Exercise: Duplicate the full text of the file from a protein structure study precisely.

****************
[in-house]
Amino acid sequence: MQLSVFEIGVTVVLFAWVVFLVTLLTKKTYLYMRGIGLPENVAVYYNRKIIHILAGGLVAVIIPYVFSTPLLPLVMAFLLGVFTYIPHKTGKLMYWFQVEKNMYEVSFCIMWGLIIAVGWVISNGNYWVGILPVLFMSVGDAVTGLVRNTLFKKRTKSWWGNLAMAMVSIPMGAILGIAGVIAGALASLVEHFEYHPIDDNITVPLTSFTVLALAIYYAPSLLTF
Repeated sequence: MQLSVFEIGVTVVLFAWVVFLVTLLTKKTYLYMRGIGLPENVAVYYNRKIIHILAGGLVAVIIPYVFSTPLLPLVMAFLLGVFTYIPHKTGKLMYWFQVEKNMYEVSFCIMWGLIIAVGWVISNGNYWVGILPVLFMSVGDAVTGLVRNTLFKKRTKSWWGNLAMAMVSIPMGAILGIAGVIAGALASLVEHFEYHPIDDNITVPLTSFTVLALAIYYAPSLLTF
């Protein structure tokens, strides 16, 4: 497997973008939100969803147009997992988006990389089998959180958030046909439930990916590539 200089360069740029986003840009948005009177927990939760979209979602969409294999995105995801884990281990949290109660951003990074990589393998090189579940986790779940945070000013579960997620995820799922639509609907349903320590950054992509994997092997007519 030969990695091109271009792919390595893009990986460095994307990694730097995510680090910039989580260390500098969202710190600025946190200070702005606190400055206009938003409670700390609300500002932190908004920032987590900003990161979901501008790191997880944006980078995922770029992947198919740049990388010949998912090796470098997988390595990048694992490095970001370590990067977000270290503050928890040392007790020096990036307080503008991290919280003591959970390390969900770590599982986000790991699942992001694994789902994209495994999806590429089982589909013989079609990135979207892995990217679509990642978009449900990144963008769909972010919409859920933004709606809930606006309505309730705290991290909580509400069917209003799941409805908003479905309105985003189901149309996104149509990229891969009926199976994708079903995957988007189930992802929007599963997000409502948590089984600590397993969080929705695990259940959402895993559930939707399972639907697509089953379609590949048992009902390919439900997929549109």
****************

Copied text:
[in-house]
Amino acid sequence: MQLSVFEIGVTVVLFAWVVFLVTLLTKKTYLYMRGIGLPENVAVYYNRKIIHILAGGLVAVIIPYVFSTPLLPLVMAFLLGVFTYIPHKTGKLMYWFQVEKNMYEVSFCIMWGLIIAVGWVISNGNYWVGILPVLFMSVGDAVTGLVRNTLFKKRTKSWWGNLAMAMVSIPMGAILGIAGVIAGALASLVEHFEYHPIDDNITVPLTSFTVLALAIYYAPSLLTF
Repeated sequence: MQLSVFEIGVTVVLFAWVVFLVTLLTKKTYLYMRGIGLPENVAVYYNRKIIHILAGGLVAVIIPYVFSTPLLPLVMAFLLGVFTYIPHKTGKLMYWFQVEKNMYEVSFCIMWGLIIAVGWVISNGNYWVGILPVLFMSVGDAVTGLVRNTLFKKRTKSWWGNLAMAMVSIPMGAILGIAGVIAGALASLVEHFEYHPIDDNITVPLTSFTVLALAIYYAPSLLTF
């Protein structure tokens, strides 16, 4: 497997973008939100969803147009997992988006990389089998959180958030046909439930990916590539 200089360069740029986003840009948005009177927990939760979209979602969409294999995105995801884990281990949290109660951003990074990589393998090189579940986790779940945070000013579960997620995820799922639509609907349903320590950054992509994997092997007519 030969990695091109271009792919390595893009990986460095994307990694730097995510680090910039989580260390500098969202710190600025946190200070702005606190400055206009938003409670700390609300500002932190908004920032987590900003990161979901501008790191997880944006980078995922770029992947198919740049990388010949998912090796470098997988390595990048694992490095970001370590990067977000270290503050928890040392007790020096990036307080503008991290919280003591959970390390969900770590599982986000790991699942992001694994789902994209495994999806590429089982589909013989079609990135979207892995990217679509990642978009449900990144963008769909972010919409859920933004709606809930606006309505309730705290991290909580509400069917209003799941409805908003479905309105985003189901149309996104149509990229891969009926199976994708079903995957988007189930992802929007599963997000409502948590089984600590397993969080929705695990259940959402895993559930939707399972639907697509089953379609590949048992009902390919439900997929549109």